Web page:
The Impact of Standardization on Short and Longterm Outcomes in Bariatric Surgery

Lisa N Aird, MD, MHSc1, Ruth Breau1, Dennis Hong, MD, MSc2, Scott Gmora2, Mehran Anvari3. 1Centre for Minimal Access Surgery, 2St. Joseph’s Healthcare, 3Ontario Bariatric Network

Introduction: The purpose of this study is to determine if there has been an improvement in morbidity, mortality, and clinical outcomes since 2010, when the Ontario Bariatric Network (OBN) led a province-wide initiative to establish standardized care for bariatric patients.  This has led to the creation of 9 bariatric centers, a centralized referral system, and a registry to gather patient data.  Standardization of procedures has progressed yearly, including guidelines for pre-operative assessment, patient selection and peri and post-operative care. 

Methods and Procedures: Analysis of the OBN registry data was performed by fiscal year between April 2010-March 2015.  Three-month post-operative complication rates and 30-day post-operative mortality were calculated.  The mean percentage of weight loss at 1, 2 and 3-years post-operative, and regression of obesity-related diseases were calculated. The Chi-Square Test and the McNemar test were used to compare unpaired and paired nominal data, respectively.

Results: A total of 8043 patients were entered into the bariatric registry between April 2010-March 2015.  Thirty-day mortality was rare (<0.075%) and showed no significant difference between years (Table 1).  Three-month post-operative complication rates significantly decreased with time (Table 1).  The mean percentage of weight loss at 1, 2, and 3 years postoperative showed stability at 33.2% (9.0 SD), 34.1% (10.1 SD), and 32.7% (10.1 SD), respectively.   Finally, significant regression in obesity-related comorbidities was demonstrated at 1-year postoperative, and showed continued improvement at 2-years postoperative.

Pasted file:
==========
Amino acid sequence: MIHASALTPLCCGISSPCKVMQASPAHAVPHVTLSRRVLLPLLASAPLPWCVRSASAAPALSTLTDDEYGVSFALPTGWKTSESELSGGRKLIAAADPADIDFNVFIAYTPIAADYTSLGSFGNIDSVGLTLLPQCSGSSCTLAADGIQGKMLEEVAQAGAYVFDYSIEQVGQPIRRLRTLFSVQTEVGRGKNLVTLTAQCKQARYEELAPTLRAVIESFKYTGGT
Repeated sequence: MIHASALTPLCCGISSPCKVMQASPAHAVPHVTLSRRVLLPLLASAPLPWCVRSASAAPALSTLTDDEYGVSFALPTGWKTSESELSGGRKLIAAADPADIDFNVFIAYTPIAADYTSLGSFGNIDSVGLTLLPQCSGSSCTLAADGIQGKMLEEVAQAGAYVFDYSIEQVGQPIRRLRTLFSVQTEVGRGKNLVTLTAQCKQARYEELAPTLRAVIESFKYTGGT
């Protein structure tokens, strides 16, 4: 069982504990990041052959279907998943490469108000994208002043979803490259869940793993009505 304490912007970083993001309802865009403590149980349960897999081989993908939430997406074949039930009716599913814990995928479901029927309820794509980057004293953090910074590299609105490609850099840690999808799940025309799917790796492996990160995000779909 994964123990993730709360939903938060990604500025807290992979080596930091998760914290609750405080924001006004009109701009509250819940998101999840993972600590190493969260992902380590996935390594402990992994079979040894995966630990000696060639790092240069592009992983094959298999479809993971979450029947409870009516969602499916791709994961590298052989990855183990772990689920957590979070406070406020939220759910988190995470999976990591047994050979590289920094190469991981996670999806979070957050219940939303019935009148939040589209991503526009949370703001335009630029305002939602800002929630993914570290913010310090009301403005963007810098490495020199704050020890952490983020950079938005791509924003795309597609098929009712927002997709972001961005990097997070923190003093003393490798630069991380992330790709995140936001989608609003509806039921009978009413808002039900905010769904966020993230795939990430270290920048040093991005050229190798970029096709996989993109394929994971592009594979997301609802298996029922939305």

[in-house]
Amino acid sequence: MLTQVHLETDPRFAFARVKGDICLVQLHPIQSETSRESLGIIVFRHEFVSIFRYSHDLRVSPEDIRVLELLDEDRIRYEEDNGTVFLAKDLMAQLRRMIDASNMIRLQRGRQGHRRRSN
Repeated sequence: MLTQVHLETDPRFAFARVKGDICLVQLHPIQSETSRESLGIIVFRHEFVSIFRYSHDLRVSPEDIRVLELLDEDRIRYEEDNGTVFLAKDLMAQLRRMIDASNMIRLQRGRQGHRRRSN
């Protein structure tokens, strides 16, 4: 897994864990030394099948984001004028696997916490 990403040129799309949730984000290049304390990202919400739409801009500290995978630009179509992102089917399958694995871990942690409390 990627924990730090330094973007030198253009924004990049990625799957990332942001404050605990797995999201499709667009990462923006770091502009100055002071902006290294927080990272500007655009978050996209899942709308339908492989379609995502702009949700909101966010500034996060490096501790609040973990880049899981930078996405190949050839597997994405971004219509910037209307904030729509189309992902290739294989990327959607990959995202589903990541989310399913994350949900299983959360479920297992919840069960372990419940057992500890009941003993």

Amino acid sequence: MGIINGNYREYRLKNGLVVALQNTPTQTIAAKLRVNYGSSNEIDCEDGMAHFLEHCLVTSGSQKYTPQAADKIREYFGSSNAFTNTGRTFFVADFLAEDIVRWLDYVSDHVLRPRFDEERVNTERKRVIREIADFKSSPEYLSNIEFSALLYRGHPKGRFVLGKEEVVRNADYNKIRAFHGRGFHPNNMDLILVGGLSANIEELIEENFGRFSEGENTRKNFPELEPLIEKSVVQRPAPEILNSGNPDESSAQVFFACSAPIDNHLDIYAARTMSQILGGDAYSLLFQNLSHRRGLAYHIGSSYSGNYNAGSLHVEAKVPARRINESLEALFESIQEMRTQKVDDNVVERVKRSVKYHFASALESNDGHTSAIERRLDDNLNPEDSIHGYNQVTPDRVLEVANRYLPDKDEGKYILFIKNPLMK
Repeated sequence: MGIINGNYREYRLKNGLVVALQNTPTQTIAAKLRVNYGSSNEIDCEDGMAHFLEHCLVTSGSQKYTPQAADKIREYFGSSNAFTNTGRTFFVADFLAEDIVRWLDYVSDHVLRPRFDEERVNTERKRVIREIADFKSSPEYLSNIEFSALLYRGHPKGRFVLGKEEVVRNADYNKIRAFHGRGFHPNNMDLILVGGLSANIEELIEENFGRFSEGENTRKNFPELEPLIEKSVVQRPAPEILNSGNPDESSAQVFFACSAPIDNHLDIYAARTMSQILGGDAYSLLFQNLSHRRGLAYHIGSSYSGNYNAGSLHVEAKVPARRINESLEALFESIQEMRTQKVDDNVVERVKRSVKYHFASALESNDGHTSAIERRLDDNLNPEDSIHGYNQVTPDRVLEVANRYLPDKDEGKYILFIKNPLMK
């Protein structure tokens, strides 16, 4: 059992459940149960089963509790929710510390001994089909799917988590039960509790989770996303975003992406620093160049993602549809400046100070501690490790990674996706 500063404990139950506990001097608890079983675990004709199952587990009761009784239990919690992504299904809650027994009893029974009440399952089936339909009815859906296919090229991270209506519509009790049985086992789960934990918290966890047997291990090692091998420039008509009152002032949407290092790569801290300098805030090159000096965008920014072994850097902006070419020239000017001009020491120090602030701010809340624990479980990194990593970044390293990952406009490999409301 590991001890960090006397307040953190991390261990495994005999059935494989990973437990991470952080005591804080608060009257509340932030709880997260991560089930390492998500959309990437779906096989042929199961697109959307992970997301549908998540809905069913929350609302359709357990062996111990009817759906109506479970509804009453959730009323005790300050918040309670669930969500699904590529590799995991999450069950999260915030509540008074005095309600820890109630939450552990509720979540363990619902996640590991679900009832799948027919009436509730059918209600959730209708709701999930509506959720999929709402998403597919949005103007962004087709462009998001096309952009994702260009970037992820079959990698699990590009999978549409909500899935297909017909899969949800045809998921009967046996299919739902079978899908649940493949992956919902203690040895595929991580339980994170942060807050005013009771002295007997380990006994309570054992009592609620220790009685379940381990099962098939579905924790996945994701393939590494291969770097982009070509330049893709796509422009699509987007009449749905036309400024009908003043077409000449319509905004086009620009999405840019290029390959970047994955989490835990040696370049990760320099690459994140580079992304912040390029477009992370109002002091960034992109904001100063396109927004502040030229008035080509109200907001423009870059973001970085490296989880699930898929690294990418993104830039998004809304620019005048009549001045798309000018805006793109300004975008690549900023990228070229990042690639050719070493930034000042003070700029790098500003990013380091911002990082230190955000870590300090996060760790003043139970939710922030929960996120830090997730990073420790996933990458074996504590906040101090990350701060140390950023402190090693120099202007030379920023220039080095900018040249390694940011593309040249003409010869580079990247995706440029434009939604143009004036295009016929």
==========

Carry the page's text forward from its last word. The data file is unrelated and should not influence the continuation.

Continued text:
2010/11 (N=268) 2011/12 (N=1192) 2012/13 (N=2405) 2013/14 (N=2405) 2014/15 (N=1739)
Standardization None Partial Partial Full Full
Mortality (%) 0.0 0.0 0.2 0.1 0.0
3-month Complication Rate (%) 20.2 23.5 18.6* 17.1 13.2*

Table 1: Mortality and 3-month complication rate by year of surgery and degree of standardization (* Chi-Square Test (p<0.05))

Conclusion:  Evidence indicates the implementation of a standardized preoperative assessment, patient selection, operative approach and peri and post-operative care has resulted in improvements in complication rates and supported prolonged weight loss and regression of obesity-related diseases in patients undergoing bariatric surgery in Ontario.

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